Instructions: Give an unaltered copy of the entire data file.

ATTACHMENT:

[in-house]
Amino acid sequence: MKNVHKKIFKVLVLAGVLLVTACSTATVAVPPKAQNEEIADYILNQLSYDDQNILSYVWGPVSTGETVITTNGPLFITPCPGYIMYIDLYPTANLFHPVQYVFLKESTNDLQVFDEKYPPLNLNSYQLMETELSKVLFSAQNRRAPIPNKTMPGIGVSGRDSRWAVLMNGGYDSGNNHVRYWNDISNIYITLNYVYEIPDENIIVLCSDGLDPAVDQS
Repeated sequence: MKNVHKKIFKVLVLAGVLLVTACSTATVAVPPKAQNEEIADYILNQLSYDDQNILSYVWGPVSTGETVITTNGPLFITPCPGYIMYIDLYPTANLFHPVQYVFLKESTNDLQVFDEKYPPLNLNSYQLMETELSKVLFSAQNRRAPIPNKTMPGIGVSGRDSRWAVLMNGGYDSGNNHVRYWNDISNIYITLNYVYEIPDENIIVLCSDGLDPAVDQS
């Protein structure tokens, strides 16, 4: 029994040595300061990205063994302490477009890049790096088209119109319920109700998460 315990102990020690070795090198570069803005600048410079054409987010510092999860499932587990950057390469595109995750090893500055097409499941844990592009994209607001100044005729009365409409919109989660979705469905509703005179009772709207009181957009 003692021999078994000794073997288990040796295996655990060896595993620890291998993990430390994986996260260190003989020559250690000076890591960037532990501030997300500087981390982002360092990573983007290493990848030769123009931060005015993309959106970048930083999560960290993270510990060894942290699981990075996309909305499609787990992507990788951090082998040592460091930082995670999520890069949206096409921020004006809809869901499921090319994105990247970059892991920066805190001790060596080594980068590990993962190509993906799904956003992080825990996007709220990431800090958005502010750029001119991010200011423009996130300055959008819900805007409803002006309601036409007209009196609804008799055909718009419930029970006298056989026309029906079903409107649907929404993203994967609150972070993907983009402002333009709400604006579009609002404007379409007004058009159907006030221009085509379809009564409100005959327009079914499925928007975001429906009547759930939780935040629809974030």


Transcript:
[in-house]
Amino acid sequence: MKNVHKKIFKVLVLAGVLLVTACSTATVAVPPKAQNEEIADYILNQLSYDDQNILSYVWGPVSTGETVITTNGPLFITPCPGYIMYIDLYPTANLFHPVQYVFLKESTNDLQVFDEKYPPLNLNSYQLMETELSKVLFSAQNRRAPIPNKTMPGIGVSGRDSRWAVLMNGGYDSGNNHVRYWNDISNIYITLNYVYEIPDENIIVLCSDGLDPAVDQS
Repeated sequence: MKNVHKKIFKVLVLAGVLLVTACSTATVAVPPKAQNEEIADYILNQLSYDDQNILSYVWGPVSTGETVITTNGPLFITPCPGYIMYIDLYPTANLFHPVQYVFLKESTNDLQVFDEKYPPLNLNSYQLMETELSKVLFSAQNRRAPIPNKTMPGIGVSGRDSRWAVLMNGGYDSGNNHVRYWNDISNIYITLNYVYEIPDENIIVLCSDGLDPAVDQS
């Protein structure tokens, strides 16, 4: 029994040595300061990205063994302490477009890049790096088209119109319920109700998460 315990102990020690070795090198570069803005600048410079054409987010510092999860499932587990950057390469595109995750090893500055097409499941844990592009994209607001100044005729009365409409919109989660979705469905509703005179009772709207009181957009 003692021999078994000794073997288990040796295996655990060896595993620890291998993990430390994986996260260190003989020559250690000076890591960037532990501030997300500087981390982002360092990573983007290493990848030769123009931060005015993309959106970048930083999560960290993270510990060894942290699981990075996309909305499609787990992507990788951090082998040592460091930082995670999520890069949206096409921020004006809809869901499921090319994105990247970059892991920066805190001790060596080594980068590990993962190509993906799904956003992080825990996007709220990431800090958005502010750029001119991010200011423009996130300055959008819900805007409803002006309601036409007209009196609804008799055909718009419930029970006298056989026309029906079903409107649907929404993203994967609150972070993907983009402002333009709400604006579009609002404007379409007004058009159907006030221009085509379809009564409100005959327009079914499925928007975001429906009547759930939780935040629809974030």